Moray Family History Sharing

Doric Words, Terms and Phrases

 

Doric Translation

Fan I eest tae be a teuchter (still am) an wis biden in Rathven, we aye wis speerin in  the Doric an syne we flitted tae Birnie bye Elgin, it wis aa ae claith.  A thocht it wid hae been jalouse a hunnert ears syne an aa.  I wis
a wee ill-tricket quinie an wis drookit in it. Ma granpa wis born in 1859 an
I thocht I wid hae kent aboot it awa ben ma ane hoosie.
 

It wis anither story guan tae school, ye wid get clyped on if ye didna spak  English.  It wis a sair fecht fer me fer ma uncle wis the dominie an we bided wi him . They'd aye fash themsels tae win aff a me.

Aye, fine ah ken that. Ma faither wis aye efter us nae tae spik Scots. That wis in Farfar, nae in Elgin, bit it's a the ane leid.

Ah ken a suld hae said in Elgin fowk wid hae hid the Doric. But thir fowk that disnae hae ony widnae ken fit ah wis sayin.
 

Taken from a message on the Moray Mailing List - July 2004

 

See if you can translate the first section !

The dictionary will help you if you get stuck

 

 

 

 

It was another story going to school, you would bet told off if you did not speak English.  It was difficult for me as my uncle was the schoolmaster and we lived with him.  They would all try  to win after me.

Still, that was fine, I knew that.,  My father was always after us not to speak Scots.  That was in Farfar, not in Elgin, but it's all one language.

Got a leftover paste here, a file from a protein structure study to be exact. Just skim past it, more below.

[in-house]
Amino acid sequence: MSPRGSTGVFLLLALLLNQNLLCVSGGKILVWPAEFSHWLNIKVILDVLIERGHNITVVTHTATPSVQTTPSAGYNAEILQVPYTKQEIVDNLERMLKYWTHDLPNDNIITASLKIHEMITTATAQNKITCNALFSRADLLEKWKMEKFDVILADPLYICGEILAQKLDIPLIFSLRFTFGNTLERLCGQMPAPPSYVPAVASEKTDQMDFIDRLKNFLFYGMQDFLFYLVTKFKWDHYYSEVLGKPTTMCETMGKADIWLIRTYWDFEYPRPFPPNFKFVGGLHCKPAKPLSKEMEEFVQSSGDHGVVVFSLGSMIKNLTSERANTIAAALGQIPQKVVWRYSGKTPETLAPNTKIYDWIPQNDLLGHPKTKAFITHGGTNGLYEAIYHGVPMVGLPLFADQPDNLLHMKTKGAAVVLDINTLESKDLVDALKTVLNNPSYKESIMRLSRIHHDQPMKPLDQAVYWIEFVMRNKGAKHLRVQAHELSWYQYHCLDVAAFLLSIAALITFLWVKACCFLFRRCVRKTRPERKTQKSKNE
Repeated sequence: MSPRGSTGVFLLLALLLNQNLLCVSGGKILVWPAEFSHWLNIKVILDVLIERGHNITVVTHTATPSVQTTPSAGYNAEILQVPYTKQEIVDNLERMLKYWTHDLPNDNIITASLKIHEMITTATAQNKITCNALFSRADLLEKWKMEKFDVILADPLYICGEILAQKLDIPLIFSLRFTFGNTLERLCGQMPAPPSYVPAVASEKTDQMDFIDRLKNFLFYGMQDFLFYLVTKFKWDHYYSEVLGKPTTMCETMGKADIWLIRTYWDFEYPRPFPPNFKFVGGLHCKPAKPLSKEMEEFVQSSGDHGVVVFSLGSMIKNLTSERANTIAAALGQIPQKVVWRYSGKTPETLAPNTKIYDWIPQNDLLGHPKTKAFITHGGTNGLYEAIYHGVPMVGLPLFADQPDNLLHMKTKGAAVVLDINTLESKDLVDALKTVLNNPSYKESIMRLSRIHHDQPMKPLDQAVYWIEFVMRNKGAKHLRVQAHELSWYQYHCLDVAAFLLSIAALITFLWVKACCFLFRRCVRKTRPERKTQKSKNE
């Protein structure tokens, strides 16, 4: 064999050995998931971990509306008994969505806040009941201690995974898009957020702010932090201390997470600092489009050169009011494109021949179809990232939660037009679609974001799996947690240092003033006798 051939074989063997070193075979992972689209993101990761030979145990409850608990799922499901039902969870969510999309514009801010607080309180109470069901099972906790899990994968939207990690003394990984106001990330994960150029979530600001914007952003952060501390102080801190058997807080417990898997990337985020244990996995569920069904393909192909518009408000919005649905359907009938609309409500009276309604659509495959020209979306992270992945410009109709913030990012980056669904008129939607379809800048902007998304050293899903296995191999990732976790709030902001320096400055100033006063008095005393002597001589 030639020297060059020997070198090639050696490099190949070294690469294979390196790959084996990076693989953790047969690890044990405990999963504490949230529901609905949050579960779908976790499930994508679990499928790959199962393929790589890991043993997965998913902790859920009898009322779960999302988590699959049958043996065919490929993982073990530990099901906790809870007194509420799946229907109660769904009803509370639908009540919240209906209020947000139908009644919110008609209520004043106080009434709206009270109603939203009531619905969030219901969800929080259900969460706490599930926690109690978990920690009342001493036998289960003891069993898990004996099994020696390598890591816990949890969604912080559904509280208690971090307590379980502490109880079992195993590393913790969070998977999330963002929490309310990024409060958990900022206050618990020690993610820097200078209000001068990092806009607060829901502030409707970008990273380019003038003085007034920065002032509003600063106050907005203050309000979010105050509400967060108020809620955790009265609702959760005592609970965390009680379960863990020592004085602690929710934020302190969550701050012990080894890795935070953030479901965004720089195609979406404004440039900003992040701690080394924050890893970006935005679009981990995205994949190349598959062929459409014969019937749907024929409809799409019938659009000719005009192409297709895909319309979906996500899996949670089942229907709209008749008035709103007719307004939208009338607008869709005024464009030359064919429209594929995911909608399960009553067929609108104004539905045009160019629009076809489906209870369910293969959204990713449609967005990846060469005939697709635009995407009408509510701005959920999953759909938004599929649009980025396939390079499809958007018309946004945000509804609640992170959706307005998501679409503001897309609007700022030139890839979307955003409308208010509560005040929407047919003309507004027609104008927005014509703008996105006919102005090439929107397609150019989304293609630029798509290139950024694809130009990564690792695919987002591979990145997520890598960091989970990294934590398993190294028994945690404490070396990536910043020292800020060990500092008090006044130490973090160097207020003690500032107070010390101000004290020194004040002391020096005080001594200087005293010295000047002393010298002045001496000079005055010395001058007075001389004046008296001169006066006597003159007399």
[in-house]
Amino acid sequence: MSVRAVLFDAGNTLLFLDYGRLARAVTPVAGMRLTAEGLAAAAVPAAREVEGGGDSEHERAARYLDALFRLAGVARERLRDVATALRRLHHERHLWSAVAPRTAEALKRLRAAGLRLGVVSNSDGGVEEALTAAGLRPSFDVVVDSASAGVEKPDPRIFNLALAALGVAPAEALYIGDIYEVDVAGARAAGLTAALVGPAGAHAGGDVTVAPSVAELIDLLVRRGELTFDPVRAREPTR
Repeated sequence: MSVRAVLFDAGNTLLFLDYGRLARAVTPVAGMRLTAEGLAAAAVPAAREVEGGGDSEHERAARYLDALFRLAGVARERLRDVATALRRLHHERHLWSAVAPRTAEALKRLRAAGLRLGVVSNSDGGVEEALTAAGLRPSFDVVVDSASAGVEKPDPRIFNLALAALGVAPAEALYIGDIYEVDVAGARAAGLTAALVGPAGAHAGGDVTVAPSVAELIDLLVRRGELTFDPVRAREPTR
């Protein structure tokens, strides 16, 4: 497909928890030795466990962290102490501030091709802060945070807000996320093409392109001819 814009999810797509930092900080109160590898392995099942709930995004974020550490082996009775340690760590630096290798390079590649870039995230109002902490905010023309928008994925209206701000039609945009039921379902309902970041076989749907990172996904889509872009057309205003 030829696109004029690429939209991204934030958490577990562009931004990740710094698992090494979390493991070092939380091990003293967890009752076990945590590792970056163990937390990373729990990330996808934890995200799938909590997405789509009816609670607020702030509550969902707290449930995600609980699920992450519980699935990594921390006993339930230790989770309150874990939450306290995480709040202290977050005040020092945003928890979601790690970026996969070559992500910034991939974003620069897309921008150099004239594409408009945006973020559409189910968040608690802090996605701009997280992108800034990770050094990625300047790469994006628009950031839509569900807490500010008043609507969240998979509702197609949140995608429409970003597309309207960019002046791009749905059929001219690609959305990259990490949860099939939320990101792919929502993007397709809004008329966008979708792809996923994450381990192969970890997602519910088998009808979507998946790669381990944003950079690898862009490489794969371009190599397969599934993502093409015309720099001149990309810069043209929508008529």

I know I should have said in Elgin people would speak  Doric. But those people that don't have any knowledge of that would not understand what I was saying.

 

 

It's a braw bricht moonlicht nicht the nicht

It is a cold bright moonlight night to night

A Scottish / English and English /Scottish dictionary can be found at http://www.scots-online.org/grammar/mnscots.htm  the dictionary can be found at the bottom of the entry page.

The proper version of this poem was published anonymously in the 1823 in the
USA and was originally credited to Clement Clarke Moore.  More recent
scholarly opinion identifies Major Henry Livingston Jr. (1748-1828) as the
author.  It should be kept in mind, however, that Christmas (December 25)
was not celebrated in the North East until 1878 (according to a note in the
Auchterless School Log Book 1873-1905).  The main holiday prior to then was
Hogmanay (New Year's Eve) and Auld Yule was recognized as Christmas Day (I
believe January 6th is the day they celebrated).       
Gordon Troup


'TWAS 'E NICHT AFORE CHRISTMAS
 

 

The Lords Prayer

Oor Faither in Heiven Hallowt be Thy Name, Thy Kingdom come, Thy will be dune, on the Yird as in Heiven. Gie us oor beid for this incomin day, Forfie us the wrangs we hae wrocht, as we hae forgien the wrangs we hae dree'd  an say-us-na sairlie, but sauf us frae the ill-ane, and Thine be the kingdom , the Pooer and the Glory nooan firivver. 

Amen

 

A few words are listed below but at this it  is limited in its size -  you can add to at anytime

English Doric

Animals bed

lair

Bagpipes - beginners pipe

chanter

Baker

batchie, baxter

Barn

bern, granzie

Bed

lair

Bladcksmith

burnewin (burn the wind)

Boat (flat bottomed)

scowe

Boat - small undecked, two masted fishing boat

yowl

Boot

buit